Should I Stay, or Should I Go?Job Satisfaction as a Moderating Factor between Outcome Expectations and Entrepreneurial Intention among Academics
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Both psychological and entrepreneurship research emphasize the pivotal role of job satisfaction in the process of entrepreneurial career decisions. In fact, a co-relationship between entrepreneurial intention, job satisfaction, and organizational commitment was demonstrated recently. Prior research operationalized entrepreneurial careers as an escape from poor work environments; thus, there is a lack of understanding regarding how job-satisfaction and outcome expectations can motivate and trigger academic entrepreneurship within and related to the environment of universities (e.g., spin-off activities). In this study, drawing on Social Cognitive Career Theory delineated by Lent and colleagues and the concept of entrepreneurial intention, we addressed the role of job satisfaction as a moderating factor between outcome expectations and entrepreneurial intention. Furthermore, we examined to what extent (a) entrepreneurial intention and (b) spin-off intention are determined by certain outcome expectations and perceived behavioral control. This paper purports to study academic researchers in specialized and non-technical fields and builds on a survey of 593 academic researchers at Swiss Universities of Applied Science (UAS). Supporting our hypothesis, we showed that outcome expectations are a significant predictor for entrepreneurial intentions, in general, and spin-off intentions, in particular. Finally, a multi-group analysis corroborated that job dissatisfaction partly operates as a motivational factor in entrepreneurial transition and interactions with entrepreneurial outcome expectations. In conclusion, the concept of job satisfaction and the theoretical approach of Social Cognitive Career Theory seems to be relevant to study and to encourage academic entrepreneurship as career decisions of the academic researchers.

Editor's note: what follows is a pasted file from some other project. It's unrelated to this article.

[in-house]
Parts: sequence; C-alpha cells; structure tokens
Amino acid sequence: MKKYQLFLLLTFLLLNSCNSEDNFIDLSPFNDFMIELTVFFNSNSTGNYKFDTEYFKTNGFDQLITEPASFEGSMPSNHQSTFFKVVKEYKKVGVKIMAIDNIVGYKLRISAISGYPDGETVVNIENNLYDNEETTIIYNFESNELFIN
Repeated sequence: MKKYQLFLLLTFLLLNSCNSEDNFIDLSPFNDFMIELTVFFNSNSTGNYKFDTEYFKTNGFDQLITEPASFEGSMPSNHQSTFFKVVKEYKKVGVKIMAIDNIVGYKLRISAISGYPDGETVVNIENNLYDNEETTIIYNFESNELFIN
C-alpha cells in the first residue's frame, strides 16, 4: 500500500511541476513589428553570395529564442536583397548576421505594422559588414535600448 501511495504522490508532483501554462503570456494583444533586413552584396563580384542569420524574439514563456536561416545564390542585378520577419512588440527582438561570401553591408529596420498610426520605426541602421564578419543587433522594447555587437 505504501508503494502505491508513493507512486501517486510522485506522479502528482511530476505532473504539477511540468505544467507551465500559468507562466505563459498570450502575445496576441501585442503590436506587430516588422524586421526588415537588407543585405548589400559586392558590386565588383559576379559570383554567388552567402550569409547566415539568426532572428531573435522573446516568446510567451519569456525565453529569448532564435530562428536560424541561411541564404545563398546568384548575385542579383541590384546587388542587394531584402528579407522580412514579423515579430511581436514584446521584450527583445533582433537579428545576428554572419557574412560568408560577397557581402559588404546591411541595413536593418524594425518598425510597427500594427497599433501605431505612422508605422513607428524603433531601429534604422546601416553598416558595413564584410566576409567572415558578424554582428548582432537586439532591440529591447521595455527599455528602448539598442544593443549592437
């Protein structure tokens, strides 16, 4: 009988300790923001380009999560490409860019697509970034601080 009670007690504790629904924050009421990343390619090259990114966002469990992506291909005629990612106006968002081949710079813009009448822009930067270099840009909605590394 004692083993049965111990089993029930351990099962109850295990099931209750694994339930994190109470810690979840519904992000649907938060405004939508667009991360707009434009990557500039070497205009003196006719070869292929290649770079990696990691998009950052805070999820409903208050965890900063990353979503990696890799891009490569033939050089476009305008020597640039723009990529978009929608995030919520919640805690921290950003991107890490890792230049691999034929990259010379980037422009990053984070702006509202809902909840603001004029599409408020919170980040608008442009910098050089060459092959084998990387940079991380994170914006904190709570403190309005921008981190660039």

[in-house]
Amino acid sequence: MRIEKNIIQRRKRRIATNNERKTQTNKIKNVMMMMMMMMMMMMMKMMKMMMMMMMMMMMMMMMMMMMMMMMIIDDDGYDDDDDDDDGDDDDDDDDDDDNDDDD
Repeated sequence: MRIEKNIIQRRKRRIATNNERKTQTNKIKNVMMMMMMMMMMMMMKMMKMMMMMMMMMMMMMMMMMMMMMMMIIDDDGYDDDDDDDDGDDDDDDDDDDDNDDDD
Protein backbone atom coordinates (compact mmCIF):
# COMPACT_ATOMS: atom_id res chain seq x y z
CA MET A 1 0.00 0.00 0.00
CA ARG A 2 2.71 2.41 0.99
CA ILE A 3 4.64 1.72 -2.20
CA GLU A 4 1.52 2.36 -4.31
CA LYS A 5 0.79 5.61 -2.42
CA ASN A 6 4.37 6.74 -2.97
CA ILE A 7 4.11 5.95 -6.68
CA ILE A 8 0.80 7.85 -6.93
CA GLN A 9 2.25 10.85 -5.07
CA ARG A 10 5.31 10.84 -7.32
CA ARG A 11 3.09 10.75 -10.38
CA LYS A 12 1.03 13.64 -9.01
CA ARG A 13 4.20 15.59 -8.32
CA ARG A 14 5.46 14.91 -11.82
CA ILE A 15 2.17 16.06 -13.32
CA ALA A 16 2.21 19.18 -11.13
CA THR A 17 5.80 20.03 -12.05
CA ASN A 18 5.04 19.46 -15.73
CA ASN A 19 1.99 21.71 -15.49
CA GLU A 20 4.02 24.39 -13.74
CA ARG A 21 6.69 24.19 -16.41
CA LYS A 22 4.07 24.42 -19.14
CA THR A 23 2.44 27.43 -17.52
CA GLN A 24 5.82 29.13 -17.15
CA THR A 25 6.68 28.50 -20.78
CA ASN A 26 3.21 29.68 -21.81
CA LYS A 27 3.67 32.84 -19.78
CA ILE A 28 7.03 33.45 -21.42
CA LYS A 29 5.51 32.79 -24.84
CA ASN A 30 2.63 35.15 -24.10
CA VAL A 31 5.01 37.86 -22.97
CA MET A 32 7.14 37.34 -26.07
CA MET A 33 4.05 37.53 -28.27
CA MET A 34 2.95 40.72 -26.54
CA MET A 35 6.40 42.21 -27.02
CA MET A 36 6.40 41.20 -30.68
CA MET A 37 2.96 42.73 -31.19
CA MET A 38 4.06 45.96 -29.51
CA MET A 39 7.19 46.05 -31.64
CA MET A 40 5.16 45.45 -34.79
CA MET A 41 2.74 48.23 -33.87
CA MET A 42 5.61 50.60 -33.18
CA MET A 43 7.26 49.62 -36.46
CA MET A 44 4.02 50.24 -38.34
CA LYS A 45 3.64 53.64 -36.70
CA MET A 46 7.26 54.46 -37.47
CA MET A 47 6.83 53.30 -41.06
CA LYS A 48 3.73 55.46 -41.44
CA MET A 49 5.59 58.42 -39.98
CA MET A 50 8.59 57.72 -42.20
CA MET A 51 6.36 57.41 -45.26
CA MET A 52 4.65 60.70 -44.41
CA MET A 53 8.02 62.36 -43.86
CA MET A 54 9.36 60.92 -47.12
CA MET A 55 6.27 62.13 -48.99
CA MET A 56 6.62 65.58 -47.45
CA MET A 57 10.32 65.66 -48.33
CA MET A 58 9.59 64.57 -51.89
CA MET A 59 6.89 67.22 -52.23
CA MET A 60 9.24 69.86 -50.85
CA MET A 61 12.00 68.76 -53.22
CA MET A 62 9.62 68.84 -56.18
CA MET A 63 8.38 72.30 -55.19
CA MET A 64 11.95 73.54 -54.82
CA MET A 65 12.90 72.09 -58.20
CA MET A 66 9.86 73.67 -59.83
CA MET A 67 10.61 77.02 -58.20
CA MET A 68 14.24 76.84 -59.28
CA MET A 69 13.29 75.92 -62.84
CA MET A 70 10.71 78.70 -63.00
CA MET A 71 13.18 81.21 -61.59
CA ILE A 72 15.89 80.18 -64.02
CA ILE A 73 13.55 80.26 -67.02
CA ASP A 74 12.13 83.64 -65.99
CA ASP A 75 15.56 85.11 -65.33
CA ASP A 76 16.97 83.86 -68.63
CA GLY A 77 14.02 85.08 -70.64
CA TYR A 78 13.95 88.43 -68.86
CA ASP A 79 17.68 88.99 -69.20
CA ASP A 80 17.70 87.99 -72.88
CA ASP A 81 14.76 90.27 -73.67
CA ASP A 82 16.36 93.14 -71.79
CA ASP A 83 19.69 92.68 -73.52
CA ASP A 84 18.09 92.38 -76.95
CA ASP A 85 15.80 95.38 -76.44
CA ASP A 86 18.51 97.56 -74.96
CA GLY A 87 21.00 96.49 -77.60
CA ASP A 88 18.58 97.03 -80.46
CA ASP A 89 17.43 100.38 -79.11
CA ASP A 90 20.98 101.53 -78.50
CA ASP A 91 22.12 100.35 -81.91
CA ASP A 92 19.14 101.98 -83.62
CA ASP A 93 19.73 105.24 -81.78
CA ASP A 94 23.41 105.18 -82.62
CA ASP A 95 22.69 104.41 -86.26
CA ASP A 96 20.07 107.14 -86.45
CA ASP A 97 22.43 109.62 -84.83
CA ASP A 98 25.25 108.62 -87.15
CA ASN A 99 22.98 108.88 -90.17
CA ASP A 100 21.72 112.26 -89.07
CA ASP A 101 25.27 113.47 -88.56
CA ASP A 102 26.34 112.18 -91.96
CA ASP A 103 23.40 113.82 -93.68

International Entrepreneurship and Management Journal